Cholera and the Cure

The cholera epidemic remembered one hundred years after the event, as written by a schoolboy James Reynolds from Knockminna National School near Ballymote in Sligo from the Duchas school folklore collection in 1938. Cholera in 1837 People were dying in hundreds and nearly all Ballisodare population was wiped out. Sligo hospital was packed and so… Continue reading Cholera and the Cure

Charlotte Thornley Stoker

As it's International Women's day, here is a short account of one Sligo lady who was considered ahead of her time for highlighting social issues and provided literary inspiration for the gothic novel Dracula. Charlotte Blake Thornley Stoker (1818 - 1901) Charlotte was described as ambitious, intelligent, vivacious and a social reformer. Charlotte grew up… Continue reading Charlotte Thornley Stoker

Cockran’s Mall Sligo in the 19th Century

Art murals by the talented late Sligo artist Bernard McDonagh on the walls of the back bar in the Embassy/The Belfry on Kennedy Parade, Sligo. McDonagh was influenced by the local history of the street, recreating scenes of Linenhall Street in the late 18 century and early 19th century.     In the late 18th… Continue reading Cockran’s Mall Sligo in the 19th Century

Sligo and the Dracula connection

The author Bram Stoker's mother hailed from Sligo. Her name was Charlotte Thornley and she lived with her parents Captain Thomas Thornley, Matilda Blake Thornley along with her two younger brothers Thomas and Richard. Charlotte lived with her family on Correction Street now Old Market Street in the town. It was here where she resided in… Continue reading Sligo and the Dracula connection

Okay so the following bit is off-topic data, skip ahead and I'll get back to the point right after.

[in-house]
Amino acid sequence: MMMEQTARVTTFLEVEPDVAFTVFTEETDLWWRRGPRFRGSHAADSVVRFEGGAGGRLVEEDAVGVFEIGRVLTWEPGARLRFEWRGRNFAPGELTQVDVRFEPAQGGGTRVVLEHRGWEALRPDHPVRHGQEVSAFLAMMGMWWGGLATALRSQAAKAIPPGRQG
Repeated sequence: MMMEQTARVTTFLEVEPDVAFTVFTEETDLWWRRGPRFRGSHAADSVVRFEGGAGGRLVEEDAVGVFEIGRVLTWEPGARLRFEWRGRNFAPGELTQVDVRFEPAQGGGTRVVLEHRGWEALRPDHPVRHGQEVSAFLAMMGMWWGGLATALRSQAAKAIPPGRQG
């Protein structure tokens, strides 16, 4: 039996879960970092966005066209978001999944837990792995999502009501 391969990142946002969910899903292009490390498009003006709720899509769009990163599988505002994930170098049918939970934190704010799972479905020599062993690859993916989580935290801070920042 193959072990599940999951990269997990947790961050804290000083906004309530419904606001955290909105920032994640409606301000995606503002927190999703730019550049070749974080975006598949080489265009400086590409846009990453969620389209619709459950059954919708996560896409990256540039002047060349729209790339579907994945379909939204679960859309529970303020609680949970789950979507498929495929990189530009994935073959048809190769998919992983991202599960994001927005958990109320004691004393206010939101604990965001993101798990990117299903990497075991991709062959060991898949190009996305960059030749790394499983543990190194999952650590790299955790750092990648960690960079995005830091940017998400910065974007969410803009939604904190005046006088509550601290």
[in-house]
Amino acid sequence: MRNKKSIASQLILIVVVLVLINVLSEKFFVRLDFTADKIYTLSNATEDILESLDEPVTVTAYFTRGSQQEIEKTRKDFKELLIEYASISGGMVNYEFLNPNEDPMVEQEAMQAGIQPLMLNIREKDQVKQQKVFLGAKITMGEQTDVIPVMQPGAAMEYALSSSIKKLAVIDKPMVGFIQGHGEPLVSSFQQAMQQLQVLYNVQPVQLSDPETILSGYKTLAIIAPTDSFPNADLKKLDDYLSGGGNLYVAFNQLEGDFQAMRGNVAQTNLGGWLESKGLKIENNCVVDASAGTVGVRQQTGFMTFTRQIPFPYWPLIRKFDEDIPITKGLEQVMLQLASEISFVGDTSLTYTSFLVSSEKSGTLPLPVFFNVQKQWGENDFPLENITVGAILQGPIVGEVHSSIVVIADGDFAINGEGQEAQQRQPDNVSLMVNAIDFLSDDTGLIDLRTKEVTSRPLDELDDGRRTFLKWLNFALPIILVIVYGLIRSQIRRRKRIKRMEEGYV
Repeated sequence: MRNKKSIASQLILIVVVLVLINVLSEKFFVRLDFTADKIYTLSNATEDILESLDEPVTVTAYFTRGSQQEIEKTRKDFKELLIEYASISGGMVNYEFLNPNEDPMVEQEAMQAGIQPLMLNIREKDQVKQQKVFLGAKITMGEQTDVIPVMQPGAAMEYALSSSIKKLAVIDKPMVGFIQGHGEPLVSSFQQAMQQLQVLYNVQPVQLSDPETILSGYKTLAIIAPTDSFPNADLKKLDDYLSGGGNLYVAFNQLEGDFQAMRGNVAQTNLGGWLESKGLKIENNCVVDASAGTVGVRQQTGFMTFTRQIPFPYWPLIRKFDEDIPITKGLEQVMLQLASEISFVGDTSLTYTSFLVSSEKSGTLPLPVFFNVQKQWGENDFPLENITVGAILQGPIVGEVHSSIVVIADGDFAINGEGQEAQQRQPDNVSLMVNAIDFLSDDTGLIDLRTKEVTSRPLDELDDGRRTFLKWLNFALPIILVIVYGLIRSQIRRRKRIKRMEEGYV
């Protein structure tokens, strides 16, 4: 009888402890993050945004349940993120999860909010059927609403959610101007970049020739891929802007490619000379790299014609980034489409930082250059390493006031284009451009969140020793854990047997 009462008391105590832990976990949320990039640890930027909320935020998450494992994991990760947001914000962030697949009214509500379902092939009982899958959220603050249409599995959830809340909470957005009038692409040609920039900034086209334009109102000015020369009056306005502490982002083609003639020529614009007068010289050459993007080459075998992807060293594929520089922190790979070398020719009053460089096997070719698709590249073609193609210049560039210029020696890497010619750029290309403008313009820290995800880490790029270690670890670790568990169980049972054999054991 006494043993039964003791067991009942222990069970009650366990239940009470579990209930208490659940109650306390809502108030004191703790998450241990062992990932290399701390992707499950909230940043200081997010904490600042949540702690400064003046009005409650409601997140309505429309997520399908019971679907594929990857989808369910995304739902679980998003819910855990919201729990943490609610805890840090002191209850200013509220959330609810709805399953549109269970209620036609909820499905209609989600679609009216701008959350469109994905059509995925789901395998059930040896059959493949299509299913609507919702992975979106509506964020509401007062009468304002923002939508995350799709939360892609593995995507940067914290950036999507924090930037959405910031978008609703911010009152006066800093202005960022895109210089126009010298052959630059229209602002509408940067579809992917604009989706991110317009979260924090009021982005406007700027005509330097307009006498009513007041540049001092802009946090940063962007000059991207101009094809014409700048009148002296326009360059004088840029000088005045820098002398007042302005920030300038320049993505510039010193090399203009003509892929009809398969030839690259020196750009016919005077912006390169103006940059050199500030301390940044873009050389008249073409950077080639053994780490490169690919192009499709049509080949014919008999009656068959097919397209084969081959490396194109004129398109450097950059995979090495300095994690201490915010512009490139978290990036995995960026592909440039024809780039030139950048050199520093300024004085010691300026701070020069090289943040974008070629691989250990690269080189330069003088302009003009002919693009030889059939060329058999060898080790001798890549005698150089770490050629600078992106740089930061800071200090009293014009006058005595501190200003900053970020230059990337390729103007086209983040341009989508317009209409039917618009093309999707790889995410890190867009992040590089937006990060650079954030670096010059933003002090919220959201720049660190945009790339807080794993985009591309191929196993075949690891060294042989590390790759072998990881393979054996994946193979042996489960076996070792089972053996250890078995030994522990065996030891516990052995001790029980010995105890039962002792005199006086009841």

Buildings of Sligo – The Provincial Bank

Sligo’s old buildings – Past and Present

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The Provincial Bank was the first bank opened in Sligo in 1828, originally located across the street near the old bridge on Stephens Street. In 1881, a new Renaissance style building was erected on Stephens Street, designed by the Architect Thomas Manley Deane and built by Joseph Clarence.

The facade is made of Mountcharles sandstone with the side of the building made from Ballisodare limestone. It was built back from the street and originally had ornamental railings. After the bank mergers in the 1970’s, the bank is now operated as Allied Irish Bank (AIB).

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Bank building Sligo 19th century Provincial Bank in Sligo pictured in the 1880’s with ornamental railings

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bsh The building has detailed carvings by DeGroot of Dublin from designs by the architect.

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Sources:

Irish Architectural Archive – < dia.ie >

National Library of Ireland – < nli.ie >

Gallagher, Fiona, The Streets of Sligo – Urban Evolution (Sligo, 2008)

Newspaper Archive – Sligo…

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